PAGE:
Alfred Escher’s bank is history. A toxic cocktail of private mismanagement, governmental knee-jerk reactions and shaken confidence has taken its toll. The history of scandals and mismanagement at Credit Suisse had long weighed heavily. According to reports, clients and major investors had been divesting themselves of the Swiss bank’s products and securities for months. Following the second and third largest bank failures in history in the US in March, the crisis of confidence dramatically came to a head in recent days.
Way off the Mark in Regulatory Policy Terms
The signs were clear and swift action was required. Last week, the Swiss National Bank (SNB) was the first to step in with liquidity assistance of 50 billion francs. The terms of this measure haven’t been disclosed, but it could be argued that the step was correct from a regulatory point of view, with the SNB fulfilling its mandate as the rescuer of last resort. The same can’t be said of the weekend’s emergency legal maneuver.
Despite all the Federal Council’s pronouncements to the contrary, the takeover of CS by UBS, which became known on Sunday evening, is quite simply a regulatory sin. In the worst case, the federal government and the Swiss National Bank will have to answer for more than 200 billion Swiss francs, more than a quarter of Switzerland’s gross domestic product. Without these state guarantees running into the billions, the takeover of Credit Suisse by UBS would not have come about; the government reinsurance served as the “lubricant” (NZZ).
The media conference kicked off with the Federal Council, the Swiss National Bank and the Financial Market Supervisory Authority (FINMA) explaining the procedure eloquently before the representatives of the banks involved took the floor themselves. Owing to the negative spiral and the imminent reopening of the Asian stock exchanges on Monday morning, everything had to happen quickly; this meant that extensive due diligence was not possible for either the federal government or UBS, the future owner of Credit Suisse. The risk of further expensive surprises in the books will hang like a sword of Damocles over Switzerland’s largest bank.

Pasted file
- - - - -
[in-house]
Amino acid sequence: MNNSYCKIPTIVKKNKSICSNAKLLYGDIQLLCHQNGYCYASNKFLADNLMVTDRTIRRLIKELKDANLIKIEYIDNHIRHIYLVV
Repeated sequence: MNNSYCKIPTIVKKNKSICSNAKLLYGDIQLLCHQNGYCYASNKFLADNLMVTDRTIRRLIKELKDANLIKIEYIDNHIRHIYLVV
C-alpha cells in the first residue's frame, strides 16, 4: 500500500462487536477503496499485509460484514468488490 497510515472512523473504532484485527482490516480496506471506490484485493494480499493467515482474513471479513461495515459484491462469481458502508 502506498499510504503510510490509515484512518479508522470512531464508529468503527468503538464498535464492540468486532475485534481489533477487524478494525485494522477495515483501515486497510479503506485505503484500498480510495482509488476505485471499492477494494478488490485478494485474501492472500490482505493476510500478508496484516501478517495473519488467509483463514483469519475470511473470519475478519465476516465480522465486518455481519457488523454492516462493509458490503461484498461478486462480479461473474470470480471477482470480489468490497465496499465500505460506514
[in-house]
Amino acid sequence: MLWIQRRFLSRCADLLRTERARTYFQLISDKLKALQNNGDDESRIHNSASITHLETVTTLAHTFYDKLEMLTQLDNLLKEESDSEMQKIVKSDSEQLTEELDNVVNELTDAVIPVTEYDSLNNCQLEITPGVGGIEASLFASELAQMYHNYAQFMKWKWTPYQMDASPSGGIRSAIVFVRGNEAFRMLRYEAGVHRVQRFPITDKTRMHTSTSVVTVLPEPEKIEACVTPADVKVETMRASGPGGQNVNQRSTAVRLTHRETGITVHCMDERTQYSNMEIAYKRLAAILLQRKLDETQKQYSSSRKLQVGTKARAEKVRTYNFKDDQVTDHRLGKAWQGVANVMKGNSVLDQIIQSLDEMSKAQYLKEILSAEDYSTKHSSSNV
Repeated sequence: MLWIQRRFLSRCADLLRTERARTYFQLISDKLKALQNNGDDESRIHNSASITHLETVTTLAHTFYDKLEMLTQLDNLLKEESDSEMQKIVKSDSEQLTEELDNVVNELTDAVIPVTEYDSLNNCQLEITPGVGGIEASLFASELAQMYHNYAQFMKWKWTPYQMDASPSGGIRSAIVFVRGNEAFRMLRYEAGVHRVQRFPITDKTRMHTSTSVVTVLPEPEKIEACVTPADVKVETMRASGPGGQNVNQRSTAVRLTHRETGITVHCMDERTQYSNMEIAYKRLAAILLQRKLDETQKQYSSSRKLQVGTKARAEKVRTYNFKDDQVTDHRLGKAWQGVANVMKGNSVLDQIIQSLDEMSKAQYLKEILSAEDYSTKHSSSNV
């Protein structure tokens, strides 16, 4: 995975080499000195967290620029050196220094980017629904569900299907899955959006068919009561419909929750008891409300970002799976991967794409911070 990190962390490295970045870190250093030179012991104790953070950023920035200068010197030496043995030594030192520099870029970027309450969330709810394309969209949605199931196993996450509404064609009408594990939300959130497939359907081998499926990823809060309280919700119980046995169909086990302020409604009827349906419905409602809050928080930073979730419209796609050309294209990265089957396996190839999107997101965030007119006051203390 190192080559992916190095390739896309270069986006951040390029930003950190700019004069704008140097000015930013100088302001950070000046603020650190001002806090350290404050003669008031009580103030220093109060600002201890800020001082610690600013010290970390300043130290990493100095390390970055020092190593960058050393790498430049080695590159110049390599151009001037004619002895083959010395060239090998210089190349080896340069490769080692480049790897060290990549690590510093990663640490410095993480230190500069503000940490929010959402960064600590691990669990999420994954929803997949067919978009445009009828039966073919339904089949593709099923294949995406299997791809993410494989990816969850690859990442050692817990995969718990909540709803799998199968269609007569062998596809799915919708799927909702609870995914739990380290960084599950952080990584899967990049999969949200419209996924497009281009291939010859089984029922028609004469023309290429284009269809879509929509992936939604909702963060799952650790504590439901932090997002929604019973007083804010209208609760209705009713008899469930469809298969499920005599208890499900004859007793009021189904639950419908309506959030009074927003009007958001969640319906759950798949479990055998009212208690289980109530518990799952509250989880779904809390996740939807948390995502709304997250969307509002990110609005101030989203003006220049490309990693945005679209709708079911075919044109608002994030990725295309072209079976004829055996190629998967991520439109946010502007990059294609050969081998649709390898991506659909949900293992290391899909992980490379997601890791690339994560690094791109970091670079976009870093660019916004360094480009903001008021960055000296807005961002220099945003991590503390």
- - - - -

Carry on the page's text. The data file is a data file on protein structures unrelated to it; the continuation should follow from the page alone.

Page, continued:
Well-meaning But Not Well Executed
Credit where credit’s due to the Swiss authorities: the “solution” that’s now been reached was prompted by concerns about the stability of the global financial system. A domino effect had to be avoided. But the chosen procedure, involving a merger of banks organized under emergency law and comprehensive government guarantees, has nothing to do with a liberal order. There will be considerable implications in terms of economic policy.
Firstly, from a competition point of view of competition policy, the new “superbank” created by the absorption of Credit Suisse into UBS is an oversized financial colossus. FINMA can overrule possible concerns of the cartel authority under the antitrust rules. But the ones to suffer from a potential restriction of competition will be consumers and companies in Switzerland.
Secondly, the “too big to fail” (TBTF) legislation enacted after a tough political struggle is fizzling out ineffectively. This was developed in the aftermath of the 2008 financial crisis to allow stabilization, restructuring or liquidation in precisely this type of acute case. Implementing these enormously complex rules cost both the authorities and the financial institutions a lot of resources – costs that could apparently have been dispensed with. By applying emergency law, the Federal Council has not only undermined parliamentary participation, but has allowed the TBTF rules to simply degenerate into a farce.